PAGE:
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Powerful Body Language Tips for Pitching an Investor

Management
Article
06/02/2016

Powerful body language may be among the most valuable tools in an entrepreneur's arsenal. In the delicate art of pitching to potential investors, how you say something is nearly as important as what you say.

"In any pitch both you and the audience are communicating over two channels—verbal and nonverbal—resulting in two distinct conversations going on at the same time," says author and body language expert Carol Kinsey Goman. "If you focus on the verbal and ignore the nonverbal element, you stand a high chance of coming away from that pitch wondering why in the world your brilliantly constructed strategy didn't work the way it was supposed to."

Confidence and accessibility are key elements of powerful body language. By standing erect, with your head straight and your shoulders back, you demonstrate confidence in your idea and the authority to speak about it. By smiling, making appropriate eye contact and using open-handed gestures, you display warmth and accessibility—qualities that draw your listeners in, rather than keep them at a distance.

Here are other tips for incorporating powerful body language into your pitch:

Start with the Handshake

"Touch is the most primitive and powerful cue," Goman says. "We are programmed to feel closer to someone who's touched us."

The trick is touching the right way. A firm handshake is needed, but not so firm the other person feels like their hand's being crushed. At the same time, maintain eye contact, smile and start talking before the handshake is over, as in, "Great to see you again" or "What a pleasure to meet you!"

Don't Overdo—or Underplay—Eye Contact 

As you get underway with your presentation, remember that you're talking to people, not reading from notes or staring at a PowerPoint slide. Like everyone else, investors want to feel like they're being addressed directly. So it's important to establish eye contact with everyone in the room for just the right amount of time, and no longer.

"During presentations, mentally split the room into thirds," advises corporate image consultant Margaret Batting. "Address some of your comments to one side of the room, turn your attention to the middle, and then look to the last section. Pick out one person in each section and direct your comments toward that person. The people surrounding that person will think you are making direct eye contact with them."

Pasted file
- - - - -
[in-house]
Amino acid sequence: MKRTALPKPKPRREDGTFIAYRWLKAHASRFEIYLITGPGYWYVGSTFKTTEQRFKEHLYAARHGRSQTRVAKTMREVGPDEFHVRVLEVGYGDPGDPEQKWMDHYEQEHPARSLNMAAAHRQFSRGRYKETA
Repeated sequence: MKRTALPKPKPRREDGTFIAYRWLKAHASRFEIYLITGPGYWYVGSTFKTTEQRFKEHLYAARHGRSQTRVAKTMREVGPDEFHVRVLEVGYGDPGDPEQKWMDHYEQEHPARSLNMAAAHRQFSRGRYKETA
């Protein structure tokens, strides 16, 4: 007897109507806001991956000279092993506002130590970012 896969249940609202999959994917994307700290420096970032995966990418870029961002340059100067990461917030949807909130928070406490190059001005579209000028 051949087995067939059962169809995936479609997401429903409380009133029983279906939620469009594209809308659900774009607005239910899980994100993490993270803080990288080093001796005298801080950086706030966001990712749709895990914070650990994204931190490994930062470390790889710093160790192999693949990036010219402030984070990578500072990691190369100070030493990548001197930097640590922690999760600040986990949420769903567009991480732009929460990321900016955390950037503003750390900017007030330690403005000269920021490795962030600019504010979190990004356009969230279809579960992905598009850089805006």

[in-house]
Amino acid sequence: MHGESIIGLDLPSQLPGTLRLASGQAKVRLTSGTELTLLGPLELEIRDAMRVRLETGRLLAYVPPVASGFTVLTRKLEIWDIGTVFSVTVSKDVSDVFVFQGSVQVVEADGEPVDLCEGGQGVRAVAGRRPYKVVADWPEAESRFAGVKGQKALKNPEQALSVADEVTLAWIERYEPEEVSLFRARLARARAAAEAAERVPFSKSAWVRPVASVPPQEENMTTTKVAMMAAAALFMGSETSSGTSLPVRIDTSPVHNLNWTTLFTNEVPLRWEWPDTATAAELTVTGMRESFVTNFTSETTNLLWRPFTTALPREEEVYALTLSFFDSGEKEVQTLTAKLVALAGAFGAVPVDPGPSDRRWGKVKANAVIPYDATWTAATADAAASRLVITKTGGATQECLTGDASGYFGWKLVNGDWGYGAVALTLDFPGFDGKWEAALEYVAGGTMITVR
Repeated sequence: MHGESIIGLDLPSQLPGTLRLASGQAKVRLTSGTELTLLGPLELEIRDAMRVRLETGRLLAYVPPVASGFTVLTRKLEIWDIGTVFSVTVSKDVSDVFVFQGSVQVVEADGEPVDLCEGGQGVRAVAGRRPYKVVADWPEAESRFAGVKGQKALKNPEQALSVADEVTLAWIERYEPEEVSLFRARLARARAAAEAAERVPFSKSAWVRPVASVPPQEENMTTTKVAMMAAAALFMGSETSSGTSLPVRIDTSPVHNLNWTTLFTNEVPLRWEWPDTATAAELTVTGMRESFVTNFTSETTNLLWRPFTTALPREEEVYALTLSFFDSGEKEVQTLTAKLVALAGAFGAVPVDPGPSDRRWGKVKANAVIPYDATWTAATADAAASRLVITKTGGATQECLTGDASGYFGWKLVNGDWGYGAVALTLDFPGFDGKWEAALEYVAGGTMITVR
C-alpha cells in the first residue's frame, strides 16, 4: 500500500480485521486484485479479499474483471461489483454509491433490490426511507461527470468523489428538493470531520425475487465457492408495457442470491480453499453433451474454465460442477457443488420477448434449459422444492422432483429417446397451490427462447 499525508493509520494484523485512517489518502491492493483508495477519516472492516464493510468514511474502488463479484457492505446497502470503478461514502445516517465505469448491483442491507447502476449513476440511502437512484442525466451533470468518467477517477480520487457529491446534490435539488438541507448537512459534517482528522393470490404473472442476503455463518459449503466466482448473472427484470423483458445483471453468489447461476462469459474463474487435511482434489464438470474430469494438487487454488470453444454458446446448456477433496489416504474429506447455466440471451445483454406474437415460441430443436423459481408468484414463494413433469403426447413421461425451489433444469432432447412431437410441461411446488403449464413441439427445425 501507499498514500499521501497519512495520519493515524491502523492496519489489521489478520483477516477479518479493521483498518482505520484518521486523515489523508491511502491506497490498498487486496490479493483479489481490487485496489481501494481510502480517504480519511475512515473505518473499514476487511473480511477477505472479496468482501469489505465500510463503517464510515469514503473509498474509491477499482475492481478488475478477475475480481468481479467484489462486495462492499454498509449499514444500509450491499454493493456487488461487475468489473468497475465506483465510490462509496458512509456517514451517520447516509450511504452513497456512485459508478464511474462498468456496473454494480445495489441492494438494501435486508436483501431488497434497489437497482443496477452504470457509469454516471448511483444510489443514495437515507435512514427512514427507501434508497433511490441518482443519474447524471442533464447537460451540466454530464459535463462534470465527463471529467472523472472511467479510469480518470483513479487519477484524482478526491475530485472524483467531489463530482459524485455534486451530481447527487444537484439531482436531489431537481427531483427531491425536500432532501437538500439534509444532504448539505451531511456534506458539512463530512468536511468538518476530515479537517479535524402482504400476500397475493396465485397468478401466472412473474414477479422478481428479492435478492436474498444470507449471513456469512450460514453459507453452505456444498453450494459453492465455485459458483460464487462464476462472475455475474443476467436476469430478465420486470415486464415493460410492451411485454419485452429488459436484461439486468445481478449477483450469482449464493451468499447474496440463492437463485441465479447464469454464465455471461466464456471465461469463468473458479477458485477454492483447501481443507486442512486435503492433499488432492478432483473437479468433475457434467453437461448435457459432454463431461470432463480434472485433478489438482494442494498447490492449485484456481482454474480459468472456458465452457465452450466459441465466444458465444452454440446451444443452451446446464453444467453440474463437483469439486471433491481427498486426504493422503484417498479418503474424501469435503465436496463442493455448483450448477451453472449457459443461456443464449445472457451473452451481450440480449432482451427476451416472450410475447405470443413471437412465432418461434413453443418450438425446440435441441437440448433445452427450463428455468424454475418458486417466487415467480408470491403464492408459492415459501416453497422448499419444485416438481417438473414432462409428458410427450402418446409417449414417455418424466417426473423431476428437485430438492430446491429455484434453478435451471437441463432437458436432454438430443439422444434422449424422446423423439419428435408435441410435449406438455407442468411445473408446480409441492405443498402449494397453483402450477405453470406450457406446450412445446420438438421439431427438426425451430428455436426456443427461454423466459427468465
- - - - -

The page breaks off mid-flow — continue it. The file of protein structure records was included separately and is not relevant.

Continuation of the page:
Demonstrate your Passion

If you're not enthusiastic about your new venture, how can you expect anyone else to get on board? Investors will, of course, rationally determine whether or not to part with their capital, but body language that conveys passion for an idea will certainly persuade them to take you seriously. As part of your presentation, demonstrate your natural energy, with both gestures and changes in vocal tone, so the audience can appreciate the enthusiasm you have for your great new idea.

Watch for Signs of Engagement

While monitoring your own body language during the presentation, keep aware of how your audience responds. When people turn their bodies away, look off elsewhere, or sit with arms and legs crossed, they're showing signs of disengagement. Either you have yet to persuade them or you're about to lose their attention altogether. That's the time to dial back on the pitch and pause to ask questions or invite comments to get people re-engaged.

Finally, pay attention to the smallest details—including where you plan to sit or stand for your pitch. Rebekah Campbell, chief executive of Posse, always sits at the head of the table when making a pitch.

"I choose this seat because in meetings with large groups, it gives me the best opportunity to make eye contact and build rapport with everyone in the group," Campbell says. "I also think that taking the head of the table sends the message that I'm leading the meeting."

A great idea may be enough to get potential investors in the room. But adding powerful body language to the mix may be the thing that rallies them to your side.

 

This website contains articles posted for informational and educational value. Paychex is not responsible for information contained within any of these materials. Any opinions expressed within materials are not necessarily the opinion of, or supported by, Paychex. The information in these materials should not be considered legal or accounting advice, and it should not substitute for legal, accounting, and other professional advice where the facts and circumstances warrant.
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